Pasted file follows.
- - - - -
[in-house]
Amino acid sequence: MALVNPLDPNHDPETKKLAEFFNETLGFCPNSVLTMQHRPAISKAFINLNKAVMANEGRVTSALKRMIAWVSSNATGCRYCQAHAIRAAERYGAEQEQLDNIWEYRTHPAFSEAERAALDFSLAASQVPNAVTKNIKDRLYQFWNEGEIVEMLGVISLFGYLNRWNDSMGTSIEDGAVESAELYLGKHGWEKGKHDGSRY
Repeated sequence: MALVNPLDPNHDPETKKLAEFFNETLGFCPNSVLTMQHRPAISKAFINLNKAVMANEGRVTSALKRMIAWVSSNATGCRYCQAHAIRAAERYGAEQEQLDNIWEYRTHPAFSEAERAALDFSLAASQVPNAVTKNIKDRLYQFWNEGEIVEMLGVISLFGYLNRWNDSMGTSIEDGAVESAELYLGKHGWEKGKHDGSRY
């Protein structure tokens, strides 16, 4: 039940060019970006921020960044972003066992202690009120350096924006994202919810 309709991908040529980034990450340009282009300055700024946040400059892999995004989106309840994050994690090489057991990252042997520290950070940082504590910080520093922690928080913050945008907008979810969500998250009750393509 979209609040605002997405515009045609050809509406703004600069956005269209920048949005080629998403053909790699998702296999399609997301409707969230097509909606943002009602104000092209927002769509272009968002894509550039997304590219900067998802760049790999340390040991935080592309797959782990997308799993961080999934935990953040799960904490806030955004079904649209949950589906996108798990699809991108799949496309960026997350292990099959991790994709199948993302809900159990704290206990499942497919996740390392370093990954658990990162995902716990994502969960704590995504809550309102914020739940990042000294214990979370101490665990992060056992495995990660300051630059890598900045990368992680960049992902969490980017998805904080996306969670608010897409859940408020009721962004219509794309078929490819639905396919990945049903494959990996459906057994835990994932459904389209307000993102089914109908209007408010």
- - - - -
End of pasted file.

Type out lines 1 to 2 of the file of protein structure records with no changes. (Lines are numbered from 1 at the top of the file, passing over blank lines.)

[in-house]
Amino acid sequence: MALVNPLDPNHDPETKKLAEFFNETLGFCPNSVLTMQHRPAISKAFINLNKAVMANEGRVTSALKRMIAWVSSNATGCRYCQAHAIRAAERYGAEQEQLDNIWEYRTHPAFSEAERAALDFSLAASQVPNAVTKNIKDRLYQFWNEGEIVEMLGVISLFGYLNRWNDSMGTSIEDGAVESAELYLGKHGWEKGKHDGSRY